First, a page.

Natural Law in the UN’s Universal Declaration of Human Rights
[Note, this post originally appeared on this blog on April 26, 2013.]
One of the common truisms I regularly come across in banter emanating from across the political and religious spectrum is that natural law is a theoretical concept devoid of any practical substance or significance. Natural law, its critics claim, produces no certain knowledge. It is more often merely the rhetorical projection of whatever a person firmly believes but finds herself unable to prove. Appeals to natural law never solve moral conflict. On the basis of natural law people on the right and the left come to radically contradictory conclusions about matters as fundamental as marriage, human life, and property. Better to find a clearer, more widely accepted basis for morality.
What is that alternative basis? Ask many conservative Christians and they will tell you it is the Bible. To be sure, the authority of the Bible is not as widely accepted as it once was, but it is still more widely accepted than any other “objective” standard. What’s more, these conservative Christians will tell you, it has the advantage of clarity. It may not answer every moral question that we have but it certainly settles the most important ones.
Really? Dig a little deeper into the blogosphere or media of any particular religious tradition and you will find that even among those who embrace the authority of Scripture there is a lot less agreement about the practical implications of what Scripture teaches than these broad appeals to the Bible would suggest. Look back into the history of Christianity and you will find even more disagreement. There is no uncontested conservative Christian consensus on moral issues as basic as slavery, war, women’s rights, poverty, or freedom of religion.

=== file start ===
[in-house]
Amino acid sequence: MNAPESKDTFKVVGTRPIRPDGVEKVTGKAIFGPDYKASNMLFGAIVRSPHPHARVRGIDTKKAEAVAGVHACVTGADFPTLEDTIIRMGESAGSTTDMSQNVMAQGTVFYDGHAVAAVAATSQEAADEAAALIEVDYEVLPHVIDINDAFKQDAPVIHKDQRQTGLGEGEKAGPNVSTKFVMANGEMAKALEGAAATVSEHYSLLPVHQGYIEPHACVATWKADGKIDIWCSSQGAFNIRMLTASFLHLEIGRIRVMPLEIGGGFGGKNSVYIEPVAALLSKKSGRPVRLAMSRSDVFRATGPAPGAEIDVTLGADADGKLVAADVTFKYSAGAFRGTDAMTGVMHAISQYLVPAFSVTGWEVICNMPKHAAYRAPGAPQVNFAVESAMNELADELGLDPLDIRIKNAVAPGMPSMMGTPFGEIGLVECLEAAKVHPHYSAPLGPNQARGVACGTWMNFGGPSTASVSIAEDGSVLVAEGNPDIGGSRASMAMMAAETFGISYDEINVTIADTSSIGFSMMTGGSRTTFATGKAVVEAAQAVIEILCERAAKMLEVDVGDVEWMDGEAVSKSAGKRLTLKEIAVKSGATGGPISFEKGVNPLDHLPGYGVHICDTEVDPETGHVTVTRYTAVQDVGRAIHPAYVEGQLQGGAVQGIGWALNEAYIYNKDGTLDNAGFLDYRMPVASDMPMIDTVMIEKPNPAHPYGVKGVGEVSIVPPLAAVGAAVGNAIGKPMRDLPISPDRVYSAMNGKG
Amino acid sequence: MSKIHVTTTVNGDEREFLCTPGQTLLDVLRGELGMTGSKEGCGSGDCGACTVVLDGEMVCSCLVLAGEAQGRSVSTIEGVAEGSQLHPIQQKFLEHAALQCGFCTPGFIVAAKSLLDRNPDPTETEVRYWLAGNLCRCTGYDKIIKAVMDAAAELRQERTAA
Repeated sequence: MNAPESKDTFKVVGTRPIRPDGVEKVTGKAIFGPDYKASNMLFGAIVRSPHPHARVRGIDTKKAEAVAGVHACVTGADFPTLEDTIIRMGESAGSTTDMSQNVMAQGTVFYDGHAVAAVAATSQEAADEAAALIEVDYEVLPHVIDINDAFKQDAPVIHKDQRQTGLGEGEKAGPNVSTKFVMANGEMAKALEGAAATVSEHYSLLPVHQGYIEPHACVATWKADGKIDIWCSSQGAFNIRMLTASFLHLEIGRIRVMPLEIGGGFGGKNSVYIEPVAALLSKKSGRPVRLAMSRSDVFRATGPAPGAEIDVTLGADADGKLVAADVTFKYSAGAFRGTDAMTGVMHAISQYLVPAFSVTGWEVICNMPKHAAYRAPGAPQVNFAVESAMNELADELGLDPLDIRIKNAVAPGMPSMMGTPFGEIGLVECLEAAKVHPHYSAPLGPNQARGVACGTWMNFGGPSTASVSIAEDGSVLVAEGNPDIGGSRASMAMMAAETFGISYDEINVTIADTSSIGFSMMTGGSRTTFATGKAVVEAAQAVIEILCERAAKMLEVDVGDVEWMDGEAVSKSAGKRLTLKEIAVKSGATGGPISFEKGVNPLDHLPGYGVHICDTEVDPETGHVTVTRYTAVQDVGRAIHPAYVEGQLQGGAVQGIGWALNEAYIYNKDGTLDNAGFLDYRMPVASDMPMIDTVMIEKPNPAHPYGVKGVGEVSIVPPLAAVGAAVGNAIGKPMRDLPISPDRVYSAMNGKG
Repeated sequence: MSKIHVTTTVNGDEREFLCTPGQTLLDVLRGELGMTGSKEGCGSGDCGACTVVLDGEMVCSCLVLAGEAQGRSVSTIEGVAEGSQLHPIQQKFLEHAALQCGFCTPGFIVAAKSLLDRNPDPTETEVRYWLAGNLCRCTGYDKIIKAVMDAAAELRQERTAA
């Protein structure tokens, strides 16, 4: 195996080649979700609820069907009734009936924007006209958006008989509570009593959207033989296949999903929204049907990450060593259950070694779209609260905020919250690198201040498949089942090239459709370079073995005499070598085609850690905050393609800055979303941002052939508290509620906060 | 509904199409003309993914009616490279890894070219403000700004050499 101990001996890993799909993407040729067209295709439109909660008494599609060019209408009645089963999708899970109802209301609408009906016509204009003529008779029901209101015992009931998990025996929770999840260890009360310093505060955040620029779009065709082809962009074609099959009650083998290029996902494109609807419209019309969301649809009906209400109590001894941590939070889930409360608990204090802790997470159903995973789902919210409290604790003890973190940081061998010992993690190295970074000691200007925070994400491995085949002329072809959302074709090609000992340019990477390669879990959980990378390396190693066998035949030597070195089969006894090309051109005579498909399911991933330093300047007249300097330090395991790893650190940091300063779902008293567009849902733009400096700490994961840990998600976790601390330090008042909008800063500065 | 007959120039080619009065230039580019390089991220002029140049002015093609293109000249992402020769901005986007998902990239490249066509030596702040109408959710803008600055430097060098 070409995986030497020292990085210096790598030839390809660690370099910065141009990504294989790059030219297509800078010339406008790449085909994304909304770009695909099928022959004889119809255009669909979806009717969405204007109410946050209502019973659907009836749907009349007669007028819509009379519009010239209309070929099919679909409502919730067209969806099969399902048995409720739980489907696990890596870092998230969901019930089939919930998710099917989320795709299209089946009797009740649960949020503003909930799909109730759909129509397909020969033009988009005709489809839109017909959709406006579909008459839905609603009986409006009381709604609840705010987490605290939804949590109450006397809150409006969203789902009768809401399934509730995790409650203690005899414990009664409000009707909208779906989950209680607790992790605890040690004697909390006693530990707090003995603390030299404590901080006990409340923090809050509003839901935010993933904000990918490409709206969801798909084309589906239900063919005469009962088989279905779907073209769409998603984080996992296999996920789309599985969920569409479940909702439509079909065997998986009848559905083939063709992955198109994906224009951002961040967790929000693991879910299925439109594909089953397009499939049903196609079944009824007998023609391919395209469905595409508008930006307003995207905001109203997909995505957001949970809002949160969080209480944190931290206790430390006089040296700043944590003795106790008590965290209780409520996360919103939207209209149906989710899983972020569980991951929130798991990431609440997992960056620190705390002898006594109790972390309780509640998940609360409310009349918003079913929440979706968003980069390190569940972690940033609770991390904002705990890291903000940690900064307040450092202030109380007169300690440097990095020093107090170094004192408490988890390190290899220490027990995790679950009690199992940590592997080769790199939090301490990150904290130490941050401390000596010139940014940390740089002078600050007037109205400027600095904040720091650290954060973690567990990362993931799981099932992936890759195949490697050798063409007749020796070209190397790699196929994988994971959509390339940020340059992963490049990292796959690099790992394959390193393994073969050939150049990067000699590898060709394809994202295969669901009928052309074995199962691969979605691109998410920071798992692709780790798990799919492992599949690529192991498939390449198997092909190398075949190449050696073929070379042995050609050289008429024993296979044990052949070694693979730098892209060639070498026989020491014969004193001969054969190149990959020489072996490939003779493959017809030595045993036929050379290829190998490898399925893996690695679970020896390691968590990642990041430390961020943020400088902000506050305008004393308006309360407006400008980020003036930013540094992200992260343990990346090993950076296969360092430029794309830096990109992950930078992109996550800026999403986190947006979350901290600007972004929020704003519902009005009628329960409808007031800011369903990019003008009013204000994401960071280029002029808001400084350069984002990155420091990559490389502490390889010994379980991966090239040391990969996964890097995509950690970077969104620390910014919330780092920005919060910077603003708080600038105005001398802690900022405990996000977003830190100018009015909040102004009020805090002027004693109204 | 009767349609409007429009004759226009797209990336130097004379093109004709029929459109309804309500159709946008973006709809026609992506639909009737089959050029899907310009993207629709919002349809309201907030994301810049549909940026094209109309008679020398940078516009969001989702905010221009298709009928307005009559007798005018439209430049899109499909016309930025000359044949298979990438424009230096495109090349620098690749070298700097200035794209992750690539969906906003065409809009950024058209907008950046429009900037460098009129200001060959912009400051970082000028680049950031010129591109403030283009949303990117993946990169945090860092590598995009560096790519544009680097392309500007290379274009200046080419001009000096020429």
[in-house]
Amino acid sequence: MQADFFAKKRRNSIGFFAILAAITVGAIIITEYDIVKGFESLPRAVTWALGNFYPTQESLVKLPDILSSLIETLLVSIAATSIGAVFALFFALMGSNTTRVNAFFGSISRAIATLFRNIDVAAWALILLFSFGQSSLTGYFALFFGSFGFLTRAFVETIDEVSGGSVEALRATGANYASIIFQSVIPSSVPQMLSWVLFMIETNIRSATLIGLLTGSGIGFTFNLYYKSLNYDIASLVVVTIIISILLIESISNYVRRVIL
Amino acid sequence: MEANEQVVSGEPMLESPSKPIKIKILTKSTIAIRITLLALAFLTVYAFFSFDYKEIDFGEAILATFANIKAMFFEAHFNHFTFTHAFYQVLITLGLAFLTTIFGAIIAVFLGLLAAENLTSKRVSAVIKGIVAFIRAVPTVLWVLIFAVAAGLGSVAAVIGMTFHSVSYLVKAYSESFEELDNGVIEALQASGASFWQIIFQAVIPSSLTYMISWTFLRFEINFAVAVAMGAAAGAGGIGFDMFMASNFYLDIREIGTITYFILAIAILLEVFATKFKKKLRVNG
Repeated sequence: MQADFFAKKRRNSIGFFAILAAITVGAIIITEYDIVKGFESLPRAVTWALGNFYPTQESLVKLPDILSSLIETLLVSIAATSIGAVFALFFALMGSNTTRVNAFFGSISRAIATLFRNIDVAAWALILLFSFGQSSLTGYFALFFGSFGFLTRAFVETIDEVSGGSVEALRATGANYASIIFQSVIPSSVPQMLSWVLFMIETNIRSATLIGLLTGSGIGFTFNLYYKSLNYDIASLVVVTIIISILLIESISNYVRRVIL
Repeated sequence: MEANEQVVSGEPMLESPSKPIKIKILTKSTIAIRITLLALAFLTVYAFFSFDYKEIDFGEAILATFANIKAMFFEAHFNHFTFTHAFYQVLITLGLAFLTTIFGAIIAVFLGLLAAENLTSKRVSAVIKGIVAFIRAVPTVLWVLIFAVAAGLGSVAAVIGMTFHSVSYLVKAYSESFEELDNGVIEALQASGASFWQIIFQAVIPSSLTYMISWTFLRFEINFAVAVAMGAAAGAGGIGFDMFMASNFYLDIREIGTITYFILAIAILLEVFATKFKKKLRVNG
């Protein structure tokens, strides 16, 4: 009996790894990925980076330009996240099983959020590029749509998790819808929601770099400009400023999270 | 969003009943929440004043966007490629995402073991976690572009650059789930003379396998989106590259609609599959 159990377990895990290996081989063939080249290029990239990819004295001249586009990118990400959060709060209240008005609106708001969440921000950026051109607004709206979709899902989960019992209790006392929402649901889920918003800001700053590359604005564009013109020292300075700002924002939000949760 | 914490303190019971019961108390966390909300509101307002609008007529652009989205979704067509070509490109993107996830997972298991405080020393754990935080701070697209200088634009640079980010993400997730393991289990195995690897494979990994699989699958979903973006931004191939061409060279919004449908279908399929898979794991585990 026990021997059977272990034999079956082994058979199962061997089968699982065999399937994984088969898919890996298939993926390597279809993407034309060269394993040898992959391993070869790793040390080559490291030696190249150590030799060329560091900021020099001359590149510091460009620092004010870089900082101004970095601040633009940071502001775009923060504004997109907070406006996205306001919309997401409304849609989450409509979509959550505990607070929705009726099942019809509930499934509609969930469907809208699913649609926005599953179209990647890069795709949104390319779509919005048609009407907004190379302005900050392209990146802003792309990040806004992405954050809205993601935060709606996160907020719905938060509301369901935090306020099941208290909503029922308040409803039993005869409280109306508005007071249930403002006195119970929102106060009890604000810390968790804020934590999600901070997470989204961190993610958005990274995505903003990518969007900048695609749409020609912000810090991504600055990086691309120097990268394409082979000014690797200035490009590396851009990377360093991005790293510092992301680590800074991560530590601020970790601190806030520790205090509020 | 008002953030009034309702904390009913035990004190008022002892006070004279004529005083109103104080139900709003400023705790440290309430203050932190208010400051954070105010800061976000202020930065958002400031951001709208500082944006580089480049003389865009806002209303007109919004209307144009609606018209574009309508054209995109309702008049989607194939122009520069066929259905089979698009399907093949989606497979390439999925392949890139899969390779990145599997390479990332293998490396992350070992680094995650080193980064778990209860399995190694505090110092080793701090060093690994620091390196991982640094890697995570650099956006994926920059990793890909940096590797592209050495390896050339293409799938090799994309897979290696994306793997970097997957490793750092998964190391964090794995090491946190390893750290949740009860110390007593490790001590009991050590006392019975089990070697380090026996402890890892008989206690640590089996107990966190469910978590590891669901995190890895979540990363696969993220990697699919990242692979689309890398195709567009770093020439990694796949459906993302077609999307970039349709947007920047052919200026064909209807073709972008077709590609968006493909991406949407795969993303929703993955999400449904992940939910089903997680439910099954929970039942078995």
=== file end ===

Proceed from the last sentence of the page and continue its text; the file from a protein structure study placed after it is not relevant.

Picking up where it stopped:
What’s more, when one takes into account different assumptions about the political implications of Scripture’s clear moral teaching the field gets even more complicated. Libertarians and theonomists, liberals and conservatives, democrats and authoritarians, nationalists and universalists all find a place under the broad Christian tent. Among these there is no consensus about the political implications of a myriad of moral subjects addressed with more or less clarity in Scripture.
And to remind you, this is just to highlight disagreements among theologically conservative Christians. The political usefulness of the Bible as a public authority is seriously limited even before we take into account the fact that most members of our society do not accept it as a decisive authority in their lives at all.
But does that leave us without any basis for a shared public morality? No it does not, despite the apparent widespread cynicism about natural law. Step back from the more controversial political disputes of our time and you will discover much more of a public moral consensus than you might at first expect. Read the writings of almost any prominent ethicist or political theorists and you will discover appeals to broadly shared principles such as the golden rule, basic human rights, or principles of reciprocity and fairness. They might not like the term natural law and they might adamantly reject particular versions of natural law theory, but they still find themselves assuming its reality and even its concrete principles. Even the pagans know, as Calvin often said, that there are basic human values to be protected with laws backed up by coercive institutions.
In fact, in our own time there is even greater basis for confidence in the value of natural law than there was in the time of Thomas Aquinas, John Calvin, or John Locke. We actually have a developing system of international law recognized throughout the world. We have the United Nations, which, problematic as it is, is still a political body in which all nations are represented. Perhaps most obviously, we have the United Nations Universal Declaration of Human Rights, a document that comes as close to being a statement of shared universal morality as the world has ever known. Natural Law is at work. Consider these articles: